Civil asset forfeiture law yields private cars to highwayman, shields commercial vehicles


Private cars and trucks are subjject to the state forfeiture statute, but not vehicles in commerce. (Photo Gribblenation)

The distinction in Tennessee law between travel and transportation is found everywhere. Today I am talking with state Rep. Mike Carter regarding reform in the civil asset forfeiture statute that pares back some of the evils of state’s highwayman program. The reforms are good, but they don’t alter the focus of the statute, which is against people on only one side of the travel-transportation distinction.

Civil asset forfeiture is aimed only at travelers (private), and overlooks and does not try to injure people involved in transportation (corporate, commercial, for profit).

By David Tulis / 92.7 NoogaRadio

The legislature in the first provisions of the statute wants to make clear it is going after private men and women on the road, not corporations doing business and making a profit from the people’s great asset, the highways in the state.

“[C]onveyances, including vehicles, aircraft or vessels, are subject to forfeiture if used in the commission” of a number of crimes including burglary, theft and robbery.

The statute allows for quick seizure of private cars used by private people as travelers. A shield, however, protects conveyances that are motor vehicles used by operators and drivers in commerce.

The statute says: “No conveyance used by any person as a common carrier in the transaction of business as a common carrier is subject to forfeiture under this part, unless it appears that the owner or other person in charge of the conveyance is a consenting party or privy to any of the offenses” given in a list just above. (Tenn. Code Ann. 40-33-101(b)(1)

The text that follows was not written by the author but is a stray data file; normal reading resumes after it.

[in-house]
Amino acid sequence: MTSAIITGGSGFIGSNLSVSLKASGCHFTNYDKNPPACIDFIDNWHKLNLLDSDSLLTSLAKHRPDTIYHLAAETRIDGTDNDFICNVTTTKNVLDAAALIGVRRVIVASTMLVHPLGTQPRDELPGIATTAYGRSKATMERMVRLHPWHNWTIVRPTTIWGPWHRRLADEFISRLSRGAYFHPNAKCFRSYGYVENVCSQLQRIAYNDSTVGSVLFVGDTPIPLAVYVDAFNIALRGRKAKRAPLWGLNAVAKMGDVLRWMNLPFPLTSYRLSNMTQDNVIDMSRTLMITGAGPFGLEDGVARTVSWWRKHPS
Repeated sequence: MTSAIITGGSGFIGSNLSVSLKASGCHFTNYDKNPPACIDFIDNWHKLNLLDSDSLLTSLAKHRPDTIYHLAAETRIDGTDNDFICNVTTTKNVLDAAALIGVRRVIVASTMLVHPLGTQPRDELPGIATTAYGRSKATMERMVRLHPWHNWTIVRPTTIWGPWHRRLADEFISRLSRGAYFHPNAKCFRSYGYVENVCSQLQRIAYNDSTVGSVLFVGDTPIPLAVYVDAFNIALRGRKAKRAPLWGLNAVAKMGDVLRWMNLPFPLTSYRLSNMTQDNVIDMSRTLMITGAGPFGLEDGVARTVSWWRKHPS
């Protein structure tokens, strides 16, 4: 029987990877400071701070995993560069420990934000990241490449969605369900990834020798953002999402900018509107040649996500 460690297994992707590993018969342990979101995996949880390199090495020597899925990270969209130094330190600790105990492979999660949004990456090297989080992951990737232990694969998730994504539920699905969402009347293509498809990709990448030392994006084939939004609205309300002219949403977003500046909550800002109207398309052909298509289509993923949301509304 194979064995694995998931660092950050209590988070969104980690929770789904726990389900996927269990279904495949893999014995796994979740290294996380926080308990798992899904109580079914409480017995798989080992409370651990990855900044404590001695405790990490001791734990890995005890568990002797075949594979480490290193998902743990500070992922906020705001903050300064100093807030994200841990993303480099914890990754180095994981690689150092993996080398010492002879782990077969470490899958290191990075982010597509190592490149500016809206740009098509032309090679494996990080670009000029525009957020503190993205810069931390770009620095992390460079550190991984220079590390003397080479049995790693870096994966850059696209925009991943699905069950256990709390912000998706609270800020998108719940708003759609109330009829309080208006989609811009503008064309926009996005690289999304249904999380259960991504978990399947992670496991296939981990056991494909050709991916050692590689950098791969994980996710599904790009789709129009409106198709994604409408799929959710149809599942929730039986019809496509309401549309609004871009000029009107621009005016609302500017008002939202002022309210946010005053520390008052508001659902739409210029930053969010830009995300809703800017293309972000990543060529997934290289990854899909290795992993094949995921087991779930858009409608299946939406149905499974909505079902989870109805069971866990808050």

Rental companies are protected because they are in commerce and generally cannot be shown to have known about the alleged crime connected with the user of the car or truck.

“[I]f the conveyance belongs to an automobile or truck rental company, the burden of proof shall be on the state to prove that the automobile or truck rental company knew, or had reason to know, that the conveyance was or would be used in the commission of an offense for which this part provides for forfeiture of the conveyance.”

The law also gives people with a secured interest in a car or truck rights to have the seized conveyance returned if they can show they did not know anything about the alleged crime of the person who had custody of the car or truck.

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